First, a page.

As a rule, economic sanctions are designed to change government's policy through punishment for its people. However, in the case of Russia, the West managed to punish the people, but, at the same time, it failed to change the aggressive policy chosen by President Putin at the Donbas, Les Echos writes.
As the author recalls, a truce in the Donbas was not achieved, and the shelling in Mariupol killed a lot of people. Putin, in his turn, "does not even bother" to refute accusations of supporting the militants. At the same time, the Russian economy goes into crisis due to sanctions and oil prices fall.
Despite it all, Putin's rating is rising. The author of the article explains this "apparent paradox" by the "strong nationalist feeling" of the Russians who remember that Kyiv was the capital of the Russian state, but they forget that the Ukrainians had fought for their independence for centuries. Also, it can be explained by constant disinformation stating that the Ukrainian army is a "NATO legion" and justifying the preservation of the buffer zone.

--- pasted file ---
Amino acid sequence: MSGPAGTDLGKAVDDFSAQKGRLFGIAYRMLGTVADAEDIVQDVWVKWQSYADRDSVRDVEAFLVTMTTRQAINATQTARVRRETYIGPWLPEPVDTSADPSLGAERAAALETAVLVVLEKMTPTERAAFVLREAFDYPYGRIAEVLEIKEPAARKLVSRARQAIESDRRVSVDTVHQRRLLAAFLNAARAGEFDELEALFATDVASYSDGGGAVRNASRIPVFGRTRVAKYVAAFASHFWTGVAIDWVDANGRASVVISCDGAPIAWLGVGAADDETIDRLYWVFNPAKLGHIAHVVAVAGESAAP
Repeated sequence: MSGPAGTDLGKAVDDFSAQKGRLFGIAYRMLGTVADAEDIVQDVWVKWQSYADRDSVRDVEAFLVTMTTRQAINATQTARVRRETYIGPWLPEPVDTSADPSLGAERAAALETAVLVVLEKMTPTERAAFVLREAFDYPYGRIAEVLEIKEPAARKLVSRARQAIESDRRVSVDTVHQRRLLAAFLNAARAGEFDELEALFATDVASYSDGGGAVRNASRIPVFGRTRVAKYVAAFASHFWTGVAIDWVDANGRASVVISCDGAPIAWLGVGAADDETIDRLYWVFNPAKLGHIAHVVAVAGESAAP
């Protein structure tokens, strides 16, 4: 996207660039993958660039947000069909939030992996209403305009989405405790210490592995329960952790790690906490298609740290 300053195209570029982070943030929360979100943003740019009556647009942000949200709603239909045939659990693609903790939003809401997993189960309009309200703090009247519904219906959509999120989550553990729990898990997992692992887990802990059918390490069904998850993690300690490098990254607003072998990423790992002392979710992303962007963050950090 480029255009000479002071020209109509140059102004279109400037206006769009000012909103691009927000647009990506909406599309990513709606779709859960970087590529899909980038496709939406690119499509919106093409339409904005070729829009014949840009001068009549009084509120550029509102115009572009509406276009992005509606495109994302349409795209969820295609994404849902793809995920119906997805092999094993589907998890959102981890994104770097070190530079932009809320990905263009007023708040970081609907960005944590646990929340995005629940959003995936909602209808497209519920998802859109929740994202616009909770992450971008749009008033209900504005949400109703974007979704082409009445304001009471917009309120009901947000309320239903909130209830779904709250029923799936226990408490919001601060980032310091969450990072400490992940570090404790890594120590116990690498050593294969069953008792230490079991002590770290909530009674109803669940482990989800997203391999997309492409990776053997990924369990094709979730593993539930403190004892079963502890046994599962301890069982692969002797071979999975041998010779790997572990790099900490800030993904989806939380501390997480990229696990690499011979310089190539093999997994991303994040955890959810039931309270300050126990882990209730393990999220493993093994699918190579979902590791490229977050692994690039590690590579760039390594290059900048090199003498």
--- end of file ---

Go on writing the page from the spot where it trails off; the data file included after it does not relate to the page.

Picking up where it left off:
As the author notes, the success of the pro-Russian separatists is essential to the popularity of Putin and a key to his power. Even rigged polls, if any were really conducted, bring some benefit, as they demonstrate how weak the Russian opposition is and that it has no chance to implement its plans.
The journalist calls Putin's decision to freeze prices for vodka shortly before the New Year another reason for his popularity, Les Echos writes ironically.
According to a recent study conducted by the Russian sociological service, the large majority of people in Russia continues to support Putin's policy.